Controversy has been used as a sales technique since back in the day where female models would show a ‘little bit of ankle’ in racy 1800’s soap advertisements.
Okay, maybe that didn’t happen. But if it did, you can be sure that the soap would have got a lot of attention.
Controversy works as a sales technique by the simple fact that we are drawn to things that are shocking. This phenomenon was eloquently phrased in Joseph Conrad’s famous novel Heart Of Darkness, as “the fascination of the abomination.” In life, we watch controversial news stories on TV, we watch reality TV shows for controversy and we even discuss controversial things that involve people we know. Innately, controversy is interesting to us – interesting because it has a strong effect on people’s emotions.
It is for this reason, that it is an incredibly powerful advertising tool.
But as Spidey says, with great power comes great responsibility and for every campaign that has successfully used controversy to sell their products, there are 50 campaigns that have failed miserably.
Today we are going to look at an example of both successful and unsuccessful shockvertising campaigns and then try to discern what worked and what didn’t. In the spirit of keeping things controversial, let’s look at the one that was not received well first.
2005 UNICEF ‘Smurf Bombing’
In 2005, Belgian TV aired a commercial funded by UNICEF that took the ‘Smurfs’ cartoon in a slightly different direction to its usual child-friendly ways. The TV ad showed the cartoon Smurf village being bombed and decimated. Smurfs were killed, the baby Smurf was crying as chaos filled the screen. The text featured at the end of the advertisement read, “Laat oorlog de wereld von de kinderen niet verwoesten.” which translates roughly to “Don’t let war affect the lives of children”.
The campaign was designed to raise $150,000 to rehabilitate child soldiers who had been forced into war.
This campaign was not received very well and outraged people around the world. Many parents were offended because the ad used The Smurfs, which is watched by children. Parents believed that children who saw the ad and would not have been able to make sense of the message and would just be left with pure shock.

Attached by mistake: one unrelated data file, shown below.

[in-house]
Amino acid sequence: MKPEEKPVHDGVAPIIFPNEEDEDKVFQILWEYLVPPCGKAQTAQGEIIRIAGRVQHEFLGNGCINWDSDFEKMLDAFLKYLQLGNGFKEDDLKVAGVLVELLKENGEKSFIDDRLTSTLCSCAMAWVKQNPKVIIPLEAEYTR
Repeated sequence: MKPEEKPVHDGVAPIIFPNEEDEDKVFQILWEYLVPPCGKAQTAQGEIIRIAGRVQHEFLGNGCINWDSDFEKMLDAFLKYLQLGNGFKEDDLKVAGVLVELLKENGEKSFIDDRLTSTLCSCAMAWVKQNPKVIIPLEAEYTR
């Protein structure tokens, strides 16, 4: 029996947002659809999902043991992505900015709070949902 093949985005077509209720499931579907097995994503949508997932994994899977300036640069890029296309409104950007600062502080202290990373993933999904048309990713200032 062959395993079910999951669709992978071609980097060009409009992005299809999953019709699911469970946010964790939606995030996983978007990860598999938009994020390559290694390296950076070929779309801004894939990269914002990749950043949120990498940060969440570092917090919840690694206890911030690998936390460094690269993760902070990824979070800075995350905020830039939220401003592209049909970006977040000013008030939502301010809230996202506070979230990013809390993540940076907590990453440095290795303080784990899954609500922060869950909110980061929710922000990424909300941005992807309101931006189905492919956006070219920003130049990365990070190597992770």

UNICEF defended the ad, stating that its message was sound and appropriately confronting. Although it was shown nation wide on Belgian TV, the UN stopped hosting the video on its own site “in the interest of limiting the opportunities for children to view the cartoon”.
Now let’s look at something that has had success.
1987 ‘Grim Reaper’ AIDS Commercial
Back in 1987, mainstream society in Australia was deathly afraid of the AIDS virus. For obvious reasons, a part of this fear was warranted. However, a big part of the fear came from the lack of information about the virus combined with a frightening ad campaign. One of the most controversial commercials in Australia’s history was projected on TV screens all around the country and had a massive impact on its viewers.
The ad consisted of the Grim Reaper holding a bowling ball in a smoky, dark room. He bowls the ball down the room and it knocks over a group of people who were standing at the other end. The people are from all backgrounds – black, white, old, young, men and women. As the people are knocked down, a new group of are placed in their position and the Grim Reaper starts bowling again. As the cycle continues, an ominous voice over alerts the viewers that the virus can affect anyone and may kill more people than WW2.
In retrospect, this ad is generally viewed as very offensive. It demonized people who were affected with the virus and frightened the hell out of those who didn’t. However, even though a similar ad would not last 2 seconds on air today, the impact of the campaign was evident.
“But HIV infection rates fell. Peaking at 2400 new infections in 1987, the year of the Grim Reaper, they steadily fell to its lowest point of 718 new infections in 1999. The figure has, unfortunately, gone upwards again where it’s steady at about 1000 new infections a year. By international standards our infection rates are very low.” – (smh.com.au).
A potential reason why shockvertising is more accepted in some situations compared to others is the justification behind the shocking content. In situations where there is a decent justification for going to extreme lengths to get the message across, it seems to be seen as justified.
However, it could be argued that both of these ads had a ‘justified’ reason. They were both in the interest of saving lives, so what is the difference? One possible reason behind the reactions towards each is if the viewer understood the message. In the Grim Reaper commercial, the message is shocking. Shocking, but very clear – “AIDS is a deadly disease so practice safe sex”. The Smurf ad on the other hand was more vague. The connection between the message and the visuals was weaker, which meant that there was less justification for the shocking images in the eyes of the viewer.